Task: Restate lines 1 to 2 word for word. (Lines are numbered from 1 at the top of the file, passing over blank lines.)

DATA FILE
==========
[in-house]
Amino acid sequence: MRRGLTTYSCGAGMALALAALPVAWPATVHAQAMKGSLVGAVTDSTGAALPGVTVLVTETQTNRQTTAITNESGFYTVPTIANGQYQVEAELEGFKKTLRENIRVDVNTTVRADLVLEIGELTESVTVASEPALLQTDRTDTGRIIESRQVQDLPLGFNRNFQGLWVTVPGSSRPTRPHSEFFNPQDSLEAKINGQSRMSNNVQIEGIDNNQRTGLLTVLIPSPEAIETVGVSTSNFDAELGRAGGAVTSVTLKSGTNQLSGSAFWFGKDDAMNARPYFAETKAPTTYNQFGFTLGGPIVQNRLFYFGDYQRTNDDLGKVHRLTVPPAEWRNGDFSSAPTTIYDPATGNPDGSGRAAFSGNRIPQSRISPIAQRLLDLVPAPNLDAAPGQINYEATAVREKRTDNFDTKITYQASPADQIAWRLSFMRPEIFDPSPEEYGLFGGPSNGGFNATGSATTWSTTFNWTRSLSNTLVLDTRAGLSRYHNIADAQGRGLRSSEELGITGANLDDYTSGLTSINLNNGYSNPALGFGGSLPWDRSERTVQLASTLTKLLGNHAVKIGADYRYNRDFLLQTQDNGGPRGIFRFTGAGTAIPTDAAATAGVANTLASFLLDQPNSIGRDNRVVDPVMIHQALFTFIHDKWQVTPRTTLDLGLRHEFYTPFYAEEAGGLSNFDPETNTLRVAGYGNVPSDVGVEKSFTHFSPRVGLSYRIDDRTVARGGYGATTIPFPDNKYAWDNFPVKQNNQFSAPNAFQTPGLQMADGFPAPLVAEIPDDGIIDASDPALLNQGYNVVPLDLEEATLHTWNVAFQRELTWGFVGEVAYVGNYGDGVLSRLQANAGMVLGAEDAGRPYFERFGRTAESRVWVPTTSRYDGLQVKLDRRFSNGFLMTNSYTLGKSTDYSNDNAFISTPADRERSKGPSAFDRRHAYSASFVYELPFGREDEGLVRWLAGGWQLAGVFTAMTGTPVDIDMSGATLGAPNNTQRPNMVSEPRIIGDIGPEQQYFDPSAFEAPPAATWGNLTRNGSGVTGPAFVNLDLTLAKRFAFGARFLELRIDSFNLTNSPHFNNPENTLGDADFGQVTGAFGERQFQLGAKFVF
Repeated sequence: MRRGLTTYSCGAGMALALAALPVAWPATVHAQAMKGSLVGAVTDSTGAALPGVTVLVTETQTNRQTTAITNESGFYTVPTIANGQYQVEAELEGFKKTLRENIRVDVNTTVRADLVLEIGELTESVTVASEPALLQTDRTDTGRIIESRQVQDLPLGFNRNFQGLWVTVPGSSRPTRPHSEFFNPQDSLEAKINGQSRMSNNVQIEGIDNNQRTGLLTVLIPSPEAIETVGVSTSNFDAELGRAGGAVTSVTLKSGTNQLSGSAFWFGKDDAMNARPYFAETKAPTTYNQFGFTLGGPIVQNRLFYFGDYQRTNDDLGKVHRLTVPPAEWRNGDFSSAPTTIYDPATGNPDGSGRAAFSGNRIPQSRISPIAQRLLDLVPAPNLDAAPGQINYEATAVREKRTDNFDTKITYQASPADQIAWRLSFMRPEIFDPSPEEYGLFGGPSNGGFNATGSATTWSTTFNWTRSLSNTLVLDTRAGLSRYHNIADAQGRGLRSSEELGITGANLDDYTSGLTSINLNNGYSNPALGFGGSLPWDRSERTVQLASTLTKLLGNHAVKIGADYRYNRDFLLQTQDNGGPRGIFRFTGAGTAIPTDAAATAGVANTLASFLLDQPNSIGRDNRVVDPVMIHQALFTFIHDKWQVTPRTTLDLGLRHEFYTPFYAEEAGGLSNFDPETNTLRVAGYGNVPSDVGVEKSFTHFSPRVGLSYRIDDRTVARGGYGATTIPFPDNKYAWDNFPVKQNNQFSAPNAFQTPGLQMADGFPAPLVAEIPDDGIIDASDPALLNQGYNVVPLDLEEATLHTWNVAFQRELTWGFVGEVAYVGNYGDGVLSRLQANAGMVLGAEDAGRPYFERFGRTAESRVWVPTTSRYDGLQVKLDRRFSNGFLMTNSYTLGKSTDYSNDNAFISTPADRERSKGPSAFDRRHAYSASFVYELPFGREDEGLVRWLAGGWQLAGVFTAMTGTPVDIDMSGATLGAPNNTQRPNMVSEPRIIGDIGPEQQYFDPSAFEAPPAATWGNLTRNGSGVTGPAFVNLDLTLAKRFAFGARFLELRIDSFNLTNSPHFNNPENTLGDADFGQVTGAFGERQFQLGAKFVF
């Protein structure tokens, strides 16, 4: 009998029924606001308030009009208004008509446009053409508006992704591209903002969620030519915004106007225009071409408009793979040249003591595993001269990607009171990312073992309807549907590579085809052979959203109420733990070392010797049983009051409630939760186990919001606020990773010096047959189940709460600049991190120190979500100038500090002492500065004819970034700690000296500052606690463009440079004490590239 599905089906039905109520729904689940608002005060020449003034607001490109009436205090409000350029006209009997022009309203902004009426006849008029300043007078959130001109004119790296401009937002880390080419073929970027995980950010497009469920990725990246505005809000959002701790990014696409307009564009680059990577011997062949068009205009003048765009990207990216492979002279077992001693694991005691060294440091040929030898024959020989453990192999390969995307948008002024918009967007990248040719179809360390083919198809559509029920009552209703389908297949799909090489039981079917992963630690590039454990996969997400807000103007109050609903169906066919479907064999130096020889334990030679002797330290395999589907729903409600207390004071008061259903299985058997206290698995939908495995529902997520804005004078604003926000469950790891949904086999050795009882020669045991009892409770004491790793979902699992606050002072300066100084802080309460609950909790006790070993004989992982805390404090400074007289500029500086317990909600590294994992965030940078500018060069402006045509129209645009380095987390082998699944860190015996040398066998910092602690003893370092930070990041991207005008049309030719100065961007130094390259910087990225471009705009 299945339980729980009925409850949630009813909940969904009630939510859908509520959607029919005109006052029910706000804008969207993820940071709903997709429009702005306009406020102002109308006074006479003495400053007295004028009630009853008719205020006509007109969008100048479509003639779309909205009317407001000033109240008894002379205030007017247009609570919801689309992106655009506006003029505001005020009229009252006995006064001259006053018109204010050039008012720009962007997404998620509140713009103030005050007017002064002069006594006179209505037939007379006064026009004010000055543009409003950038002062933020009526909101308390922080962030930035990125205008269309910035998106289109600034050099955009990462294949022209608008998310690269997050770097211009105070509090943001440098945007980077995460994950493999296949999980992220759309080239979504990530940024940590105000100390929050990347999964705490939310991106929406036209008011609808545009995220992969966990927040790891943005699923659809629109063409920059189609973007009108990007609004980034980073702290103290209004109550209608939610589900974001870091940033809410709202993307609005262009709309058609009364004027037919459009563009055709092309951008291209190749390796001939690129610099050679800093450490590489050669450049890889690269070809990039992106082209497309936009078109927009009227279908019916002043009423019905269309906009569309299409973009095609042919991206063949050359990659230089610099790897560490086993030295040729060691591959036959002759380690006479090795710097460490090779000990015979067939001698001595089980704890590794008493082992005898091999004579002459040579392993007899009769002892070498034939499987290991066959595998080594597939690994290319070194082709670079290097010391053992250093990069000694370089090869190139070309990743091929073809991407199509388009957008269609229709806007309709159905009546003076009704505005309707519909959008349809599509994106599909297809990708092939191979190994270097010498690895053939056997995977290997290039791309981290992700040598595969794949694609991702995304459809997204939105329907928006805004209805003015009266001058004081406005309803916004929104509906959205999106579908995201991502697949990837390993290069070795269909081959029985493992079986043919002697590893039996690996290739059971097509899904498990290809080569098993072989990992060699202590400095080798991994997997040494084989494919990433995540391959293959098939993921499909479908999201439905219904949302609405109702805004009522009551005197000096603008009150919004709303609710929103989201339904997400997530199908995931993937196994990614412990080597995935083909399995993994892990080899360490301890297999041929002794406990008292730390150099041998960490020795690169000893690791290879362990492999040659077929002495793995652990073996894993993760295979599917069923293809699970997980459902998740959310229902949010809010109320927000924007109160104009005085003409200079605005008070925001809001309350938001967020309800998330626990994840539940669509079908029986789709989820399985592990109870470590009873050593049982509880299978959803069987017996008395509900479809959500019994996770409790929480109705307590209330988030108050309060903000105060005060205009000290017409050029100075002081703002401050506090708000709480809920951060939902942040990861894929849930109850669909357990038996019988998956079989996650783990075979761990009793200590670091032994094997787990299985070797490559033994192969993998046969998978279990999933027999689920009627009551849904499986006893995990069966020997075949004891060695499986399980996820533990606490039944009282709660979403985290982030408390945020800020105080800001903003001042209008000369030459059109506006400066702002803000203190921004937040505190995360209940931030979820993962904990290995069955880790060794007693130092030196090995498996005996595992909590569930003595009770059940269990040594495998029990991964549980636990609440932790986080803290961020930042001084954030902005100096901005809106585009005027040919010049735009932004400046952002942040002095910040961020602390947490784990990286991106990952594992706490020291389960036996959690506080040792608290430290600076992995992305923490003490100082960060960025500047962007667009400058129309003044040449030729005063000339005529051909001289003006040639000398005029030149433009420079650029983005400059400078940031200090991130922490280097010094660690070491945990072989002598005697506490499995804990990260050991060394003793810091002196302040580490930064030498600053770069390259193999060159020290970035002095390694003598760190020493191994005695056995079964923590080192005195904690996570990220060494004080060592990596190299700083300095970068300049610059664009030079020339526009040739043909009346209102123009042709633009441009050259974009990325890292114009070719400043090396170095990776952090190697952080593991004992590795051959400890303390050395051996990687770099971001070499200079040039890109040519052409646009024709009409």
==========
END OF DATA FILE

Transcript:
[in-house]
Amino acid sequence: MRRGLTTYSCGAGMALALAALPVAWPATVHAQAMKGSLVGAVTDSTGAALPGVTVLVTETQTNRQTTAITNESGFYTVPTIANGQYQVEAELEGFKKTLRENIRVDVNTTVRADLVLEIGELTESVTVASEPALLQTDRTDTGRIIESRQVQDLPLGFNRNFQGLWVTVPGSSRPTRPHSEFFNPQDSLEAKINGQSRMSNNVQIEGIDNNQRTGLLTVLIPSPEAIETVGVSTSNFDAELGRAGGAVTSVTLKSGTNQLSGSAFWFGKDDAMNARPYFAETKAPTTYNQFGFTLGGPIVQNRLFYFGDYQRTNDDLGKVHRLTVPPAEWRNGDFSSAPTTIYDPATGNPDGSGRAAFSGNRIPQSRISPIAQRLLDLVPAPNLDAAPGQINYEATAVREKRTDNFDTKITYQASPADQIAWRLSFMRPEIFDPSPEEYGLFGGPSNGGFNATGSATTWSTTFNWTRSLSNTLVLDTRAGLSRYHNIADAQGRGLRSSEELGITGANLDDYTSGLTSINLNNGYSNPALGFGGSLPWDRSERTVQLASTLTKLLGNHAVKIGADYRYNRDFLLQTQDNGGPRGIFRFTGAGTAIPTDAAATAGVANTLASFLLDQPNSIGRDNRVVDPVMIHQALFTFIHDKWQVTPRTTLDLGLRHEFYTPFYAEEAGGLSNFDPETNTLRVAGYGNVPSDVGVEKSFTHFSPRVGLSYRIDDRTVARGGYGATTIPFPDNKYAWDNFPVKQNNQFSAPNAFQTPGLQMADGFPAPLVAEIPDDGIIDASDPALLNQGYNVVPLDLEEATLHTWNVAFQRELTWGFVGEVAYVGNYGDGVLSRLQANAGMVLGAEDAGRPYFERFGRTAESRVWVPTTSRYDGLQVKLDRRFSNGFLMTNSYTLGKSTDYSNDNAFISTPADRERSKGPSAFDRRHAYSASFVYELPFGREDEGLVRWLAGGWQLAGVFTAMTGTPVDIDMSGATLGAPNNTQRPNMVSEPRIIGDIGPEQQYFDPSAFEAPPAATWGNLTRNGSGVTGPAFVNLDLTLAKRFAFGARFLELRIDSFNLTNSPHFNNPENTLGDADFGQVTGAFGERQFQLGAKFVF